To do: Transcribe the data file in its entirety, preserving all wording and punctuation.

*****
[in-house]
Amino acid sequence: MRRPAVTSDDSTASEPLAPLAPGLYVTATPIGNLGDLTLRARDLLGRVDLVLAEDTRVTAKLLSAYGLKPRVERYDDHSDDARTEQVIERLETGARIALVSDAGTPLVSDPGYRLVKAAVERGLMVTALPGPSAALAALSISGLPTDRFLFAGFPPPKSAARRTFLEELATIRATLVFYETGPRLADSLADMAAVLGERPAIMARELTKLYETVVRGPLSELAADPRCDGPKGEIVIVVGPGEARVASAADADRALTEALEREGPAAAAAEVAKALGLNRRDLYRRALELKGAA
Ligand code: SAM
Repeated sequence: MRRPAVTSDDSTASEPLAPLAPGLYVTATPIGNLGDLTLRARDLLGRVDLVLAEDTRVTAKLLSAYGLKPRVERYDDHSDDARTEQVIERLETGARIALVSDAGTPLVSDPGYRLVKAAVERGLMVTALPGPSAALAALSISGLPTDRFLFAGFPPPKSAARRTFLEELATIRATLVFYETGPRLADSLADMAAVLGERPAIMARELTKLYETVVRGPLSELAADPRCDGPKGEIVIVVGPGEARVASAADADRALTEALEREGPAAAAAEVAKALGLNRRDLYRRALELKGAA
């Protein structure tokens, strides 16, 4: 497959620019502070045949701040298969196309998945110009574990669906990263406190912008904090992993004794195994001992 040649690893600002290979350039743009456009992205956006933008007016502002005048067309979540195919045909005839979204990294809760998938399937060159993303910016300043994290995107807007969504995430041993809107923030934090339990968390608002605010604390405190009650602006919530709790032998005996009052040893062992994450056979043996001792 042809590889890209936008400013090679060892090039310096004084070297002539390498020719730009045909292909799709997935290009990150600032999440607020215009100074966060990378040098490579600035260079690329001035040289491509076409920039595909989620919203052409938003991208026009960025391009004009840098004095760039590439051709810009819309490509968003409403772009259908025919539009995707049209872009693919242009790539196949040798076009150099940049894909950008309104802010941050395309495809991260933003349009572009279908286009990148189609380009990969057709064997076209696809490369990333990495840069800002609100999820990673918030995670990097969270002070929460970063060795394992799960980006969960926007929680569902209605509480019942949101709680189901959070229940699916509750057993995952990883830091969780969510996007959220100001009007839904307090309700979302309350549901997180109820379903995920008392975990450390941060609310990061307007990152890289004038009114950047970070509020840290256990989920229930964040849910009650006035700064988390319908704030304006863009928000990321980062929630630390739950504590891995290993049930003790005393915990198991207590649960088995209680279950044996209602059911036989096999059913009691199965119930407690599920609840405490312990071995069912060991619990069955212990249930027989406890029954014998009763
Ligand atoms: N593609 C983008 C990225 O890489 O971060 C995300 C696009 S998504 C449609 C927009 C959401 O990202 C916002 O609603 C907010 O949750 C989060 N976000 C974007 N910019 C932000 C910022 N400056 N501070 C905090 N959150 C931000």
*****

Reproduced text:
[in-house]
Amino acid sequence: MRRPAVTSDDSTASEPLAPLAPGLYVTATPIGNLGDLTLRARDLLGRVDLVLAEDTRVTAKLLSAYGLKPRVERYDDHSDDARTEQVIERLETGARIALVSDAGTPLVSDPGYRLVKAAVERGLMVTALPGPSAALAALSISGLPTDRFLFAGFPPPKSAARRTFLEELATIRATLVFYETGPRLADSLADMAAVLGERPAIMARELTKLYETVVRGPLSELAADPRCDGPKGEIVIVVGPGEARVASAADADRALTEALEREGPAAAAAEVAKALGLNRRDLYRRALELKGAA
Ligand code: SAM
Repeated sequence: MRRPAVTSDDSTASEPLAPLAPGLYVTATPIGNLGDLTLRARDLLGRVDLVLAEDTRVTAKLLSAYGLKPRVERYDDHSDDARTEQVIERLETGARIALVSDAGTPLVSDPGYRLVKAAVERGLMVTALPGPSAALAALSISGLPTDRFLFAGFPPPKSAARRTFLEELATIRATLVFYETGPRLADSLADMAAVLGERPAIMARELTKLYETVVRGPLSELAADPRCDGPKGEIVIVVGPGEARVASAADADRALTEALEREGPAAAAAEVAKALGLNRRDLYRRALELKGAA
């Protein structure tokens, strides 16, 4: 497959620019502070045949701040298969196309998945110009574990669906990263406190912008904090992993004794195994001992 040649690893600002290979350039743009456009992205956006933008007016502002005048067309979540195919045909005839979204990294809760998938399937060159993303910016300043994290995107807007969504995430041993809107923030934090339990968390608002605010604390405190009650602006919530709790032998005996009052040893062992994450056979043996001792 042809590889890209936008400013090679060892090039310096004084070297002539390498020719730009045909292909799709997935290009990150600032999440607020215009100074966060990378040098490579600035260079690329001035040289491509076409920039595909989620919203052409938003991208026009960025391009004009840098004095760039590439051709810009819309490509968003409403772009259908025919539009995707049209872009693919242009790539196949040798076009150099940049894909950008309104802010941050395309495809991260933003349009572009279908286009990148189609380009990969057709064997076209696809490369990333990495840069800002609100999820990673918030995670990097969270002070929460970063060795394992799960980006969960926007929680569902209605509480019942949101709680189901959070229940699916509750057993995952990883830091969780969510996007959220100001009007839904307090309700979302309350549901997180109820379903995920008392975990450390941060609310990061307007990152890289004038009114950047970070509020840290256990989920229930964040849910009650006035700064988390319908704030304006863009928000990321980062929630630390739950504590891995290993049930003790005393915990198991207590649960088995209680279950044996209602059911036989096999059913009691199965119930407690599920609840405490312990071995069912060991619990069955212990249930027989406890029954014998009763
Ligand atoms: N593609 C983008 C990225 O890489 O971060 C995300 C696009 S998504 C449609 C927009 C959401 O990202 C916002 O609603 C907010 O949750 C989060 N976000 C974007 N910019 C932000 C910022 N400056 N501070 C905090 N959150 C931000």